In 1956, the African Party for the Independence of Guinea and Cape Verde (PAIGC) was organized clandestinely by Amílcar Cabral and Rafael Barbosa. The PAIGC moved its headquarters to Conakry, Guinea, in 1960 and started an armed rebellion against the Portuguese in 1961 (for a detailed account of this struggle, see the PAIGC page). Despite the presence of Portuguese troops, which grew to more than 35,000, the PAIGC steadily expanded its influence until, by 1968, it controlled most of the country. It established civilian rule in the territory under its control and held elections for a National Assembly. Portuguese forces and civilians increasingly were confined to their garrisons and larger towns. The Portuguese Governor and Commander in Chief from 1968 to 1973, General António de Spínola, returned to Portugal and led the movement which brought democracy to Portugal and independence for its colonies.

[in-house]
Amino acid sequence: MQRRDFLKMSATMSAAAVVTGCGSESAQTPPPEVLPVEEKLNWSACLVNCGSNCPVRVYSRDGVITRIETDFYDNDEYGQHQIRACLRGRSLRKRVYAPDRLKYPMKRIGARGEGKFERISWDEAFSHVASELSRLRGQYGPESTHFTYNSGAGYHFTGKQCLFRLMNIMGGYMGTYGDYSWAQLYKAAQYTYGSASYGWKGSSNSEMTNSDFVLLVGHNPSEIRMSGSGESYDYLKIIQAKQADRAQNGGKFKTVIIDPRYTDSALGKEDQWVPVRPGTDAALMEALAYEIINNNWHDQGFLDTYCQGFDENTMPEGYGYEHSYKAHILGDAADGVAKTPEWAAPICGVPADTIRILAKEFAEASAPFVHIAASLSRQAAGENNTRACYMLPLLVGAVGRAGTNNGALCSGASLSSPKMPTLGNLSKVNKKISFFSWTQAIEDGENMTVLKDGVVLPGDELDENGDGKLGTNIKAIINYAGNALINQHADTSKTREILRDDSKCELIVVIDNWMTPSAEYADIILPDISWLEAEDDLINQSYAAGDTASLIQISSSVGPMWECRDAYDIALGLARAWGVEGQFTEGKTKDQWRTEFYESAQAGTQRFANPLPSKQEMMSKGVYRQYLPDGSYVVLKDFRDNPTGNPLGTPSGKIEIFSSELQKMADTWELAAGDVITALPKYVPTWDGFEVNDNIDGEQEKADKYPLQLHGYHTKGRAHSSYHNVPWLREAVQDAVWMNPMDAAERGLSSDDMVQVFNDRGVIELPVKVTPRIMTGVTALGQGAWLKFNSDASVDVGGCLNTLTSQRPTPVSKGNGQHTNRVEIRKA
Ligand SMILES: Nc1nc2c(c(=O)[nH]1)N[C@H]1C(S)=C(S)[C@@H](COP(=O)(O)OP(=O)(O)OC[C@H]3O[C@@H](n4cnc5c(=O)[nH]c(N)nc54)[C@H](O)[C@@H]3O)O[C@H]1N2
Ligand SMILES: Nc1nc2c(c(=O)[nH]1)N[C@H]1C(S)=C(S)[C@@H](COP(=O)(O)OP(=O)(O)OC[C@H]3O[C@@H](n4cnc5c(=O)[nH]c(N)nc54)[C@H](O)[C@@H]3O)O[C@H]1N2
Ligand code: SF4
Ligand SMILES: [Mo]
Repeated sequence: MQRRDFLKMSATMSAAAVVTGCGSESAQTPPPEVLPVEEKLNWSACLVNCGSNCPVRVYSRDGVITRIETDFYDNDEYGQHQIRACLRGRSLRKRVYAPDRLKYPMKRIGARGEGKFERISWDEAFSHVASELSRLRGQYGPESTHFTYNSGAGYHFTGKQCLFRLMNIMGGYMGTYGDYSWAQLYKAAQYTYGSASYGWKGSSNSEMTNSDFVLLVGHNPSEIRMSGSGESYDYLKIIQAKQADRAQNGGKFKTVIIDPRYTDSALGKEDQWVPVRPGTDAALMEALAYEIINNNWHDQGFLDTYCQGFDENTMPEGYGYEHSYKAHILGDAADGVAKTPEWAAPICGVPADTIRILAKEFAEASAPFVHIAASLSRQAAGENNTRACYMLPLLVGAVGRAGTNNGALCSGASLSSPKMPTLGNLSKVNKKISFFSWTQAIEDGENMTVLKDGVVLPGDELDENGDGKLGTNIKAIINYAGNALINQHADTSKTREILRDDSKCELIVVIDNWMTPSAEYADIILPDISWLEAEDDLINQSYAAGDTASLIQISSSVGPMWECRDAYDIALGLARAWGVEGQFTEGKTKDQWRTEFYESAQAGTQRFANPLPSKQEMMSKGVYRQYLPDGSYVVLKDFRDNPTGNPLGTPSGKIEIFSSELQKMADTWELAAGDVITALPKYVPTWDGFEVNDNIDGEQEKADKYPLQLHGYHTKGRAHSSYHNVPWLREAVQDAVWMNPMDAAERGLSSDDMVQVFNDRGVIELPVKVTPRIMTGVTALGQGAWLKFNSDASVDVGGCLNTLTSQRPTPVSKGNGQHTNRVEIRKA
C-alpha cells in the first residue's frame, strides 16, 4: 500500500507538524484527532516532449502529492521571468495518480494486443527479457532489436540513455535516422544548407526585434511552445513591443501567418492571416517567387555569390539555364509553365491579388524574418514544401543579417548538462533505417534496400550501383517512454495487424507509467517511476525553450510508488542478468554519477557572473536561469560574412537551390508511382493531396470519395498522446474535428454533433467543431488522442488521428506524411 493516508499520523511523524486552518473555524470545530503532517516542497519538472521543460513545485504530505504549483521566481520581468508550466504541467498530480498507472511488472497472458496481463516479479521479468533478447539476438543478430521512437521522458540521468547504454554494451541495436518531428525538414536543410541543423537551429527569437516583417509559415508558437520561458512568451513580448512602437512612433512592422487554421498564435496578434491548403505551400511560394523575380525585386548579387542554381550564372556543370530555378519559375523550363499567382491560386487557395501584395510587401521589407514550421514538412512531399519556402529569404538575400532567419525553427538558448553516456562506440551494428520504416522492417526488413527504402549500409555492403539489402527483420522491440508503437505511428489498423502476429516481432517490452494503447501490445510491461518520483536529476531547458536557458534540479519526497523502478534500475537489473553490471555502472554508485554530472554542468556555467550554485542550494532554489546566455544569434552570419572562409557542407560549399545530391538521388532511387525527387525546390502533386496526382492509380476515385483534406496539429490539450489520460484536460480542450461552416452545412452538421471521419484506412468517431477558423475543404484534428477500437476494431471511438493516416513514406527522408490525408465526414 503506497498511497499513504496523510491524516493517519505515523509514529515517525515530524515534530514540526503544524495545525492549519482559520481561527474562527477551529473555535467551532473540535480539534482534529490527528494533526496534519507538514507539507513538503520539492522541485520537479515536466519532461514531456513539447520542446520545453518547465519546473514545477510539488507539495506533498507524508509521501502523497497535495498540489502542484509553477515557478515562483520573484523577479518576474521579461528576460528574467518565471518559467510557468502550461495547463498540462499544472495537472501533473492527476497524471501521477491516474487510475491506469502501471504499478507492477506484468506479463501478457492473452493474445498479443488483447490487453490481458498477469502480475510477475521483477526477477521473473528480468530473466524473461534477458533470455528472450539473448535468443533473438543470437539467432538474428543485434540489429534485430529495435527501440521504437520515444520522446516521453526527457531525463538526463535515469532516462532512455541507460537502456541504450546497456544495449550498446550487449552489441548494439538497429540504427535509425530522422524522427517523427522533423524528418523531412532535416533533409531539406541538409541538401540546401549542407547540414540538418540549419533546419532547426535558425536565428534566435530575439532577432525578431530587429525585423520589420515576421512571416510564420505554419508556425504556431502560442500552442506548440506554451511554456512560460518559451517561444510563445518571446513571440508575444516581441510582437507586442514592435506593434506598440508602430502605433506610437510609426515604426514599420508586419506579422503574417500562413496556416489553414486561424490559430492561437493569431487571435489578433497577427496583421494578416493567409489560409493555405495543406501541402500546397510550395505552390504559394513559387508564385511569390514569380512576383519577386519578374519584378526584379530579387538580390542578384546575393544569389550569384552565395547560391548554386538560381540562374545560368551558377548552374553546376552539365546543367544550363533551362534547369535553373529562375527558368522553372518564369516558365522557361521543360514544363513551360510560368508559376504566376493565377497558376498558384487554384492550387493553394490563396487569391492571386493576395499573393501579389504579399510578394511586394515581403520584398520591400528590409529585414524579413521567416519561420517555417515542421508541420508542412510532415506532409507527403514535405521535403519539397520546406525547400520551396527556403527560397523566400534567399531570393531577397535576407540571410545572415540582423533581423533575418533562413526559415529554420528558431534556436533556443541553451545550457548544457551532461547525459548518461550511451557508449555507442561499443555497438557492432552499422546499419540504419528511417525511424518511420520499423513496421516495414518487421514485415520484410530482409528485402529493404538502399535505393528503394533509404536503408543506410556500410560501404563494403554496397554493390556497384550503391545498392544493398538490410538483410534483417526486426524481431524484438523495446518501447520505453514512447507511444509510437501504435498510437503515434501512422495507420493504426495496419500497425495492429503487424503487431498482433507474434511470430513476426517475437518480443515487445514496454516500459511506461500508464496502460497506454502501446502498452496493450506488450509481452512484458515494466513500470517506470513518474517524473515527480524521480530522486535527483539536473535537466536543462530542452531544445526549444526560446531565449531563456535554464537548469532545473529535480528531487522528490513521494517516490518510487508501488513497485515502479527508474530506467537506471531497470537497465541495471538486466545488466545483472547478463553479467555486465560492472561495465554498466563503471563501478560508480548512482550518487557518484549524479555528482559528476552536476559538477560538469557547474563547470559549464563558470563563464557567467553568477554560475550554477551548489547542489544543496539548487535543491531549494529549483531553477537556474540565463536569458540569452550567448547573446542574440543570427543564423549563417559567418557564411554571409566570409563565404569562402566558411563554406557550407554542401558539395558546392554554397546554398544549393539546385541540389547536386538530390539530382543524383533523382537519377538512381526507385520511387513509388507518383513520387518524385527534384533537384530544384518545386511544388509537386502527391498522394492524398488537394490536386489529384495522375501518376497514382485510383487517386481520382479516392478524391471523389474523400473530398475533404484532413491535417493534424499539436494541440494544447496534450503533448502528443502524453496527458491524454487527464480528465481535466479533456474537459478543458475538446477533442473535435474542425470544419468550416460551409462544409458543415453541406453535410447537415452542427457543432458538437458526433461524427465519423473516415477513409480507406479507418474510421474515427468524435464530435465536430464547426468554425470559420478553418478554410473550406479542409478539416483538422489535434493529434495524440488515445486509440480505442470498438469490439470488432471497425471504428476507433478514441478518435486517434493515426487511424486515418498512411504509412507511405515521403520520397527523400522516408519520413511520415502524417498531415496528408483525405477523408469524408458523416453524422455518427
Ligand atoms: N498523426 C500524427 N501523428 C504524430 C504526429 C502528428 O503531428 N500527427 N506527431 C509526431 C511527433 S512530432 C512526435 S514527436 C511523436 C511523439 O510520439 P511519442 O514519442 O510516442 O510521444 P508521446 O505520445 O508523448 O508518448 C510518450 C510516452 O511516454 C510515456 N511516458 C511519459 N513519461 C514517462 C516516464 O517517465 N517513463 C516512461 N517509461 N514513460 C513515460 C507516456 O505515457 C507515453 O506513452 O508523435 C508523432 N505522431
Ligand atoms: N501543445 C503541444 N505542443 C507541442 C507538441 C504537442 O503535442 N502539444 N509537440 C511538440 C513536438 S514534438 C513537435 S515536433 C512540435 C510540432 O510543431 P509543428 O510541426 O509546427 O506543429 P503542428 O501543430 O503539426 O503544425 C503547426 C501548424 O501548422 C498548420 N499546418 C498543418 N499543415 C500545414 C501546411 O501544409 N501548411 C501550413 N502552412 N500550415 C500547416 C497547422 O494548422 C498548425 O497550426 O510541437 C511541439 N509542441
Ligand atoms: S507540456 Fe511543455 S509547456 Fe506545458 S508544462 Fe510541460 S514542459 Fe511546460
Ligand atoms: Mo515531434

Amílcar Cabral was assassinated in Conakry in 1973, and party leadership fell to Aristides Pereira, who later became the first president of the Republic of Cape Verde. The PAIGC National Assembly met at Boe in the southeastern region and declared the independence of Guinea-Bissau on September 24, 1973 and was recognized by a 93-7 UN General Assembly vote in November, unprecedented as it denounced illegal Portuguese aggression and occupation and was prior to complete control and Portuguese recognition.